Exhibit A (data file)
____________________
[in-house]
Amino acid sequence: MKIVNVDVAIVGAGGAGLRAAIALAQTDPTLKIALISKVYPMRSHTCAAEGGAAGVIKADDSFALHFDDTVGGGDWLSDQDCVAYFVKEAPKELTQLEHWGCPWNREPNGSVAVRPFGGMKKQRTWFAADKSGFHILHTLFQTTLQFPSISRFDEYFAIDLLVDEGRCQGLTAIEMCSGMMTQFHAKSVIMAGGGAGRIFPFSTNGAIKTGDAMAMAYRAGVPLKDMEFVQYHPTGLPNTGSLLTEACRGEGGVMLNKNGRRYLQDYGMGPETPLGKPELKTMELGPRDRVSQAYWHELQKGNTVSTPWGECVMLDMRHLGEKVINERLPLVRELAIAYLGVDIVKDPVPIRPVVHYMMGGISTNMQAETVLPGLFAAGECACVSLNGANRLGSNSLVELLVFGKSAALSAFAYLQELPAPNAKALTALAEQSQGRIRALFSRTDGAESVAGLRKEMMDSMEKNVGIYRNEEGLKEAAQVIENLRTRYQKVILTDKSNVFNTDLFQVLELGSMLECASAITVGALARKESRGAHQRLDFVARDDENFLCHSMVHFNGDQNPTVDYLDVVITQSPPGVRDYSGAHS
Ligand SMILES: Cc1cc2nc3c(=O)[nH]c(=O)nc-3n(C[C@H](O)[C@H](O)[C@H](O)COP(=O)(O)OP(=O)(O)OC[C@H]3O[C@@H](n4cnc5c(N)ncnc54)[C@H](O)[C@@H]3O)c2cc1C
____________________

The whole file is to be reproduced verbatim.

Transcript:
[in-house]
Amino acid sequence: MKIVNVDVAIVGAGGAGLRAAIALAQTDPTLKIALISKVYPMRSHTCAAEGGAAGVIKADDSFALHFDDTVGGGDWLSDQDCVAYFVKEAPKELTQLEHWGCPWNREPNGSVAVRPFGGMKKQRTWFAADKSGFHILHTLFQTTLQFPSISRFDEYFAIDLLVDEGRCQGLTAIEMCSGMMTQFHAKSVIMAGGGAGRIFPFSTNGAIKTGDAMAMAYRAGVPLKDMEFVQYHPTGLPNTGSLLTEACRGEGGVMLNKNGRRYLQDYGMGPETPLGKPELKTMELGPRDRVSQAYWHELQKGNTVSTPWGECVMLDMRHLGEKVINERLPLVRELAIAYLGVDIVKDPVPIRPVVHYMMGGISTNMQAETVLPGLFAAGECACVSLNGANRLGSNSLVELLVFGKSAALSAFAYLQELPAPNAKALTALAEQSQGRIRALFSRTDGAESVAGLRKEMMDSMEKNVGIYRNEEGLKEAAQVIENLRTRYQKVILTDKSNVFNTDLFQVLELGSMLECASAITVGALARKESRGAHQRLDFVARDDENFLCHSMVHFNGDQNPTVDYLDVVITQSPPGVRDYSGAHS
Ligand SMILES: Cc1cc2nc3c(=O)[nH]c(=O)nc-3n(C[C@H](O)[C@H](O)[C@H](O)COP(=O)(O)OP(=O)(O)OC[C@H]3O[C@@H](n4cnc5c(N)ncnc54)[C@H](O)[C@@H]3O)c2cc1C